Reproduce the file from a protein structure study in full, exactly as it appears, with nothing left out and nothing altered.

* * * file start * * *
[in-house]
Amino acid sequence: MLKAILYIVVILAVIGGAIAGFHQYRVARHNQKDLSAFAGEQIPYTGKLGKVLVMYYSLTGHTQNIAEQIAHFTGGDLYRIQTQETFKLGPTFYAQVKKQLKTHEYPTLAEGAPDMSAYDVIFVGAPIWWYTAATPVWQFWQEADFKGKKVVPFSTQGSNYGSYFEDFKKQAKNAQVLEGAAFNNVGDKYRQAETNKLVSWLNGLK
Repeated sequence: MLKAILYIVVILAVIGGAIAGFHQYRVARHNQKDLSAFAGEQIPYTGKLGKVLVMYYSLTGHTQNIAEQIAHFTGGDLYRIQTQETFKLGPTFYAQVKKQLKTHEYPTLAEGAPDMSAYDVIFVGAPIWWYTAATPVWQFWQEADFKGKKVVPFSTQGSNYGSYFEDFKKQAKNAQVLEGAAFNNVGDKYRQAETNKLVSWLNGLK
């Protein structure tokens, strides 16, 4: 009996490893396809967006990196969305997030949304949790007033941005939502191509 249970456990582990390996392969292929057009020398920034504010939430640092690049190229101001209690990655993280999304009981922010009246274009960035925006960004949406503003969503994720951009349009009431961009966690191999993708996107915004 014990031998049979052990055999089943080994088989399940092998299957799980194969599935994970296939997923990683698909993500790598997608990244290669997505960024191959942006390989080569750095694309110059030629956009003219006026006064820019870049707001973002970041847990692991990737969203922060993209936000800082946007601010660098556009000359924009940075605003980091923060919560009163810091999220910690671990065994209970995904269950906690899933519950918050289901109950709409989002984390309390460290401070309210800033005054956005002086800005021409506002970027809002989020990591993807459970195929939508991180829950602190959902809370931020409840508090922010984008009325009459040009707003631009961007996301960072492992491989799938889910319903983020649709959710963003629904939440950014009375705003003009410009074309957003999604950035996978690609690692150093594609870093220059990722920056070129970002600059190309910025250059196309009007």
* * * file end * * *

[in-house]
Amino acid sequence: MLKAILYIVVILAVIGGAIAGFHQYRVARHNQKDLSAFAGEQIPYTGKLGKVLVMYYSLTGHTQNIAEQIAHFTGGDLYRIQTQETFKLGPTFYAQVKKQLKTHEYPTLAEGAPDMSAYDVIFVGAPIWWYTAATPVWQFWQEADFKGKKVVPFSTQGSNYGSYFEDFKKQAKNAQVLEGAAFNNVGDKYRQAETNKLVSWLNGLK
Repeated sequence: MLKAILYIVVILAVIGGAIAGFHQYRVARHNQKDLSAFAGEQIPYTGKLGKVLVMYYSLTGHTQNIAEQIAHFTGGDLYRIQTQETFKLGPTFYAQVKKQLKTHEYPTLAEGAPDMSAYDVIFVGAPIWWYTAATPVWQFWQEADFKGKKVVPFSTQGSNYGSYFEDFKKQAKNAQVLEGAAFNNVGDKYRQAETNKLVSWLNGLK
């Protein structure tokens, strides 16, 4: 009996490893396809967006990196969305997030949304949790007033941005939502191509 249970456990582990390996392969292929057009020398920034504010939430640092690049190229101001209690990655993280999304009981922010009246274009960035925006960004949406503003969503994720951009349009009431961009966690191999993708996107915004 014990031998049979052990055999089943080994088989399940092998299957799980194969599935994970296939997923990683698909993500790598997608990244290669997505960024191959942006390989080569750095694309110059030629956009003219006026006064820019870049707001973002970041847990692991990737969203922060993209936000800082946007601010660098556009000359924009940075605003980091923060919560009163810091999220910690671990065994209970995904269950906690899933519950918050289901109950709409989002984390309390460290401070309210800033005054956005002086800005021409506002970027809002989020990591993807459970195929939508991180829950602190959902809370931020409840508090922010984008009325009459040009707003631009961007996301960072492992491989799938889910319903983020649709959710963003629904939440950014009375705003003009410009074309957003999604950035996978690609690692150093594609870093220059990722920056070129970002600059190309910025250059196309009007």